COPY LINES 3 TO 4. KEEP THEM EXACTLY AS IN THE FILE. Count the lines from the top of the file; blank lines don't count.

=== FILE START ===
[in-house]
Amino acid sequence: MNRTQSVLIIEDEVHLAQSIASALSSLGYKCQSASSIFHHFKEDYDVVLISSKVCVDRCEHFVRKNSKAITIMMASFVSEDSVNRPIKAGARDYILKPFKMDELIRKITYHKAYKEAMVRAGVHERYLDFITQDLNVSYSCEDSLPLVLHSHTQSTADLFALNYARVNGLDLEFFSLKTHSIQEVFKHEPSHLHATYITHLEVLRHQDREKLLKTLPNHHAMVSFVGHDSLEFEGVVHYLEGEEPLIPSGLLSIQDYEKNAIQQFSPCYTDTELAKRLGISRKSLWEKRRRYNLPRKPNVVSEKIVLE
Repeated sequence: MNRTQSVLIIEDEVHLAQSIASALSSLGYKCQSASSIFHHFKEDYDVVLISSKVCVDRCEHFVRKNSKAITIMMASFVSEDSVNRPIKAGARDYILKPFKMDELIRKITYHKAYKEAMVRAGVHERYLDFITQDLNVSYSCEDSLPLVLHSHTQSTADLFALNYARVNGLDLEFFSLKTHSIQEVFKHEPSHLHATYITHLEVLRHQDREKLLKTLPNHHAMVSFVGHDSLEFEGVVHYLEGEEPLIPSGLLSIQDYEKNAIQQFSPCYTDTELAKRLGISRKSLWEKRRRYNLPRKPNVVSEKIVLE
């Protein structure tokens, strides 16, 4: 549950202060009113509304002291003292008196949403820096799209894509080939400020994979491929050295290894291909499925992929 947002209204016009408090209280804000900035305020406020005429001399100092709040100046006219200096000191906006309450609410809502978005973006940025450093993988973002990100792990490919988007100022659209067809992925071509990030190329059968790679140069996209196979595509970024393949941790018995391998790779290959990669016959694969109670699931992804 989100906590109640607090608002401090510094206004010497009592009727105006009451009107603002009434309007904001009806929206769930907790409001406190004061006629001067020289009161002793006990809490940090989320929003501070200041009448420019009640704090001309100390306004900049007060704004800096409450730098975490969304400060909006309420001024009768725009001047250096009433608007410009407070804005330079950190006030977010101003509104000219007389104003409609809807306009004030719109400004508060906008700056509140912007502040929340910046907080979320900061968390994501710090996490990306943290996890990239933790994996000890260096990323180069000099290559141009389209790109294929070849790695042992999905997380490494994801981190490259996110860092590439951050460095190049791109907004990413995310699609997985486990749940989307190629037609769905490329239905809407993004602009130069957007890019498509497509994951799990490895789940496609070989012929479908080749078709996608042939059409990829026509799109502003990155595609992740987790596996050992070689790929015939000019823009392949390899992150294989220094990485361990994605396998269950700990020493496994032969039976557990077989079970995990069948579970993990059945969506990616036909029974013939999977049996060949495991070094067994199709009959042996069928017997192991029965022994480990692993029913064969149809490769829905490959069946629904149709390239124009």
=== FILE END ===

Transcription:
Repeated sequence: MNRTQSVLIIEDEVHLAQSIASALSSLGYKCQSASSIFHHFKEDYDVVLISSKVCVDRCEHFVRKNSKAITIMMASFVSEDSVNRPIKAGARDYILKPFKMDELIRKITYHKAYKEAMVRAGVHERYLDFITQDLNVSYSCEDSLPLVLHSHTQSTADLFALNYARVNGLDLEFFSLKTHSIQEVFKHEPSHLHATYITHLEVLRHQDREKLLKTLPNHHAMVSFVGHDSLEFEGVVHYLEGEEPLIPSGLLSIQDYEKNAIQQFSPCYTDTELAKRLGISRKSLWEKRRRYNLPRKPNVVSEKIVLE
């Protein structure tokens, strides 16, 4: 549950202060009113509304002291003292008196949403820096799209894509080939400020994979491929050295290894291909499925992929 947002209204016009408090209280804000900035305020406020005429001399100092709040100046006219200096000191906006309450609410809502978005973006940025450093993988973002990100792990490919988007100022659209067809992925071509990030190329059968790679140069996209196979595509970024393949941790018995391998790779290959990669016959694969109670699931992804 989100906590109640607090608002401090510094206004010497009592009727105006009451009107603002009434309007904001009806929206769930907790409001406190004061006629001067020289009161002793006990809490940090989320929003501070200041009448420019009640704090001309100390306004900049007060704004800096409450730098975490969304400060909006309420001024009768725009001047250096009433608007410009407070804005330079950190006030977010101003509104000219007389104003409609809807306009004030719109400004508060906008700056509140912007502040929340910046907080979320900061968390994501710090996490990306943290996890990239933790994996000890260096990323180069000099290559141009389209790109294929070849790695042992999905997380490494994801981190490259996110860092590439951050460095190049791109907004990413995310699609997985486990749940989307190629037609769905490329239905809407993004602009130069957007890019498509497509994951799990490895789940496609070989012929479908080749078709996608042939059409990829026509799109502003990155595609992740987790596996050992070689790929015939000019823009392949390899992150294989220094990485361990994605396998269950700990020493496994032969039976557990077989079970995990069948579970993990059945969506990616036909029974013939999977049996060949495991070094067994199709009959042996069928017997192991029965022994480990692993029913064969149809490769829905490959069946629904149709390239124009």